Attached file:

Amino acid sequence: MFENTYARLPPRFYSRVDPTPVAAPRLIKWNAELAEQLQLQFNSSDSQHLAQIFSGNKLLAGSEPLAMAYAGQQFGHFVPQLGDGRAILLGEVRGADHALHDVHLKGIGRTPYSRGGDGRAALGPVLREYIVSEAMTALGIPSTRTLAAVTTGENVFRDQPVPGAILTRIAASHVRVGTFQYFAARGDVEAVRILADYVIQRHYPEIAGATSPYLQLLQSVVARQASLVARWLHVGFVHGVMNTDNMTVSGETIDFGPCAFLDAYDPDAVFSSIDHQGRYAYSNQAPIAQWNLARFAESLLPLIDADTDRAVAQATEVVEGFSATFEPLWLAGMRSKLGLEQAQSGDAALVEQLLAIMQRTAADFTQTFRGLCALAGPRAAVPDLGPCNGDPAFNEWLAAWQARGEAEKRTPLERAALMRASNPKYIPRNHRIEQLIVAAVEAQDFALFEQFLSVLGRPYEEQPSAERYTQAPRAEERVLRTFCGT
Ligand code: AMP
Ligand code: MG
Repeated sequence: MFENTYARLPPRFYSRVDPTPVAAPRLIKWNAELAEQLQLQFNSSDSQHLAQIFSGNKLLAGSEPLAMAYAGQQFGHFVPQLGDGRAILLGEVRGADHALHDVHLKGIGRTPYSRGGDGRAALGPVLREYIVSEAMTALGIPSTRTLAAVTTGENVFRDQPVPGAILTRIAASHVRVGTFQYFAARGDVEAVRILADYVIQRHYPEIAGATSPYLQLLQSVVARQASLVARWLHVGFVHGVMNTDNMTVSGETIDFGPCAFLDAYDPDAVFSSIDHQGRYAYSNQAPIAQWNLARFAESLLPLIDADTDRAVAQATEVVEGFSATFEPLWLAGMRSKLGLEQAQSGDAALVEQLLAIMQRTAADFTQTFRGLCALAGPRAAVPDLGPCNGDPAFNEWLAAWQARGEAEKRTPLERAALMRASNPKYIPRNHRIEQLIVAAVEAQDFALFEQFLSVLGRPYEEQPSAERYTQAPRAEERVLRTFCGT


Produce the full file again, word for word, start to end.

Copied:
Amino acid sequence: MFENTYARLPPRFYSRVDPTPVAAPRLIKWNAELAEQLQLQFNSSDSQHLAQIFSGNKLLAGSEPLAMAYAGQQFGHFVPQLGDGRAILLGEVRGADHALHDVHLKGIGRTPYSRGGDGRAALGPVLREYIVSEAMTALGIPSTRTLAAVTTGENVFRDQPVPGAILTRIAASHVRVGTFQYFAARGDVEAVRILADYVIQRHYPEIAGATSPYLQLLQSVVARQASLVARWLHVGFVHGVMNTDNMTVSGETIDFGPCAFLDAYDPDAVFSSIDHQGRYAYSNQAPIAQWNLARFAESLLPLIDADTDRAVAQATEVVEGFSATFEPLWLAGMRSKLGLEQAQSGDAALVEQLLAIMQRTAADFTQTFRGLCALAGPRAAVPDLGPCNGDPAFNEWLAAWQARGEAEKRTPLERAALMRASNPKYIPRNHRIEQLIVAAVEAQDFALFEQFLSVLGRPYEEQPSAERYTQAPRAEERVLRTFCGT
Ligand code: AMP
Ligand code: MG
Repeated sequence: MFENTYARLPPRFYSRVDPTPVAAPRLIKWNAELAEQLQLQFNSSDSQHLAQIFSGNKLLAGSEPLAMAYAGQQFGHFVPQLGDGRAILLGEVRGADHALHDVHLKGIGRTPYSRGGDGRAALGPVLREYIVSEAMTALGIPSTRTLAAVTTGENVFRDQPVPGAILTRIAASHVRVGTFQYFAARGDVEAVRILADYVIQRHYPEIAGATSPYLQLLQSVVARQASLVARWLHVGFVHGVMNTDNMTVSGETIDFGPCAFLDAYDPDAVFSSIDHQGRYAYSNQAPIAQWNLARFAESLLPLIDADTDRAVAQATEVVEGFSATFEPLWLAGMRSKLGLEQAQSGDAALVEQLLAIMQRTAADFTQTFRGLCALAGPRAAVPDLGPCNGDPAFNEWLAAWQARGEAEKRTPLERAALMRASNPKYIPRNHRIEQLIVAAVEAQDFALFEQFLSVLGRPYEEQPSAERYTQAPRAEERVLRTFCGT